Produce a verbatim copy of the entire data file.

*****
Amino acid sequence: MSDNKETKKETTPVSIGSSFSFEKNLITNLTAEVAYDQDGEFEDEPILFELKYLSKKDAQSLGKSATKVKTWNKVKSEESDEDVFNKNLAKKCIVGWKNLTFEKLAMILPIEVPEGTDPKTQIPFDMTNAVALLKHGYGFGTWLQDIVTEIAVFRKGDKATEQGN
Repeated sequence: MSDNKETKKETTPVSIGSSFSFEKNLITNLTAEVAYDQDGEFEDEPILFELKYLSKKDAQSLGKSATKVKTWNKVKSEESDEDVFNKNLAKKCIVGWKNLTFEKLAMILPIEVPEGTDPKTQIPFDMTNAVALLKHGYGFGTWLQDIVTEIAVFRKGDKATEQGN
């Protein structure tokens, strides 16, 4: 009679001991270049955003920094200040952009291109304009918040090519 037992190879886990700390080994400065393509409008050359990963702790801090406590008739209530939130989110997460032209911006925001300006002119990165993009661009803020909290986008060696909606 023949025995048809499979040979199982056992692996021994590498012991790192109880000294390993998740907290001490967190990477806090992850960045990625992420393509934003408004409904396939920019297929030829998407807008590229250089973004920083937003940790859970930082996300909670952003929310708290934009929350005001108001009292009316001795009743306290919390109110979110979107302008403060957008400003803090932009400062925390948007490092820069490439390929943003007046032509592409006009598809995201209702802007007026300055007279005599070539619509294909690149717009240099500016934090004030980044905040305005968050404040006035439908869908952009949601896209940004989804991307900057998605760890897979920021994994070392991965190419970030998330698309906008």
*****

Amino acid sequence: MSDNKETKKETTPVSIGSSFSFEKNLITNLTAEVAYDQDGEFEDEPILFELKYLSKKDAQSLGKSATKVKTWNKVKSEESDEDVFNKNLAKKCIVGWKNLTFEKLAMILPIEVPEGTDPKTQIPFDMTNAVALLKHGYGFGTWLQDIVTEIAVFRKGDKATEQGN
Repeated sequence: MSDNKETKKETTPVSIGSSFSFEKNLITNLTAEVAYDQDGEFEDEPILFELKYLSKKDAQSLGKSATKVKTWNKVKSEESDEDVFNKNLAKKCIVGWKNLTFEKLAMILPIEVPEGTDPKTQIPFDMTNAVALLKHGYGFGTWLQDIVTEIAVFRKGDKATEQGN
């Protein structure tokens, strides 16, 4: 009679001991270049955003920094200040952009291109304009918040090519 037992190879886990700390080994400065393509409008050359990963702790801090406590008739209530939130989110997460032209911006925001300006002119990165993009661009803020909290986008060696909606 023949025995048809499979040979199982056992692996021994590498012991790192109880000294390993998740907290001490967190990477806090992850960045990625992420393509934003408004409904396939920019297929030829998407807008590229250089973004920083937003940790859970930082996300909670952003929310708290934009929350005001108001009292009316001795009743306290919390109110979110979107302008403060957008400003803090932009400062925390948007490092820069490439390929943003007046032509592409006009598809995201209702802007007026300055007279005599070539619509294909690149717009240099500016934090004030980044905040305005968050404040006035439908869908952009949601896209940004989804991307900057998605760890897979920021994994070392991965190419970030998330698309906008």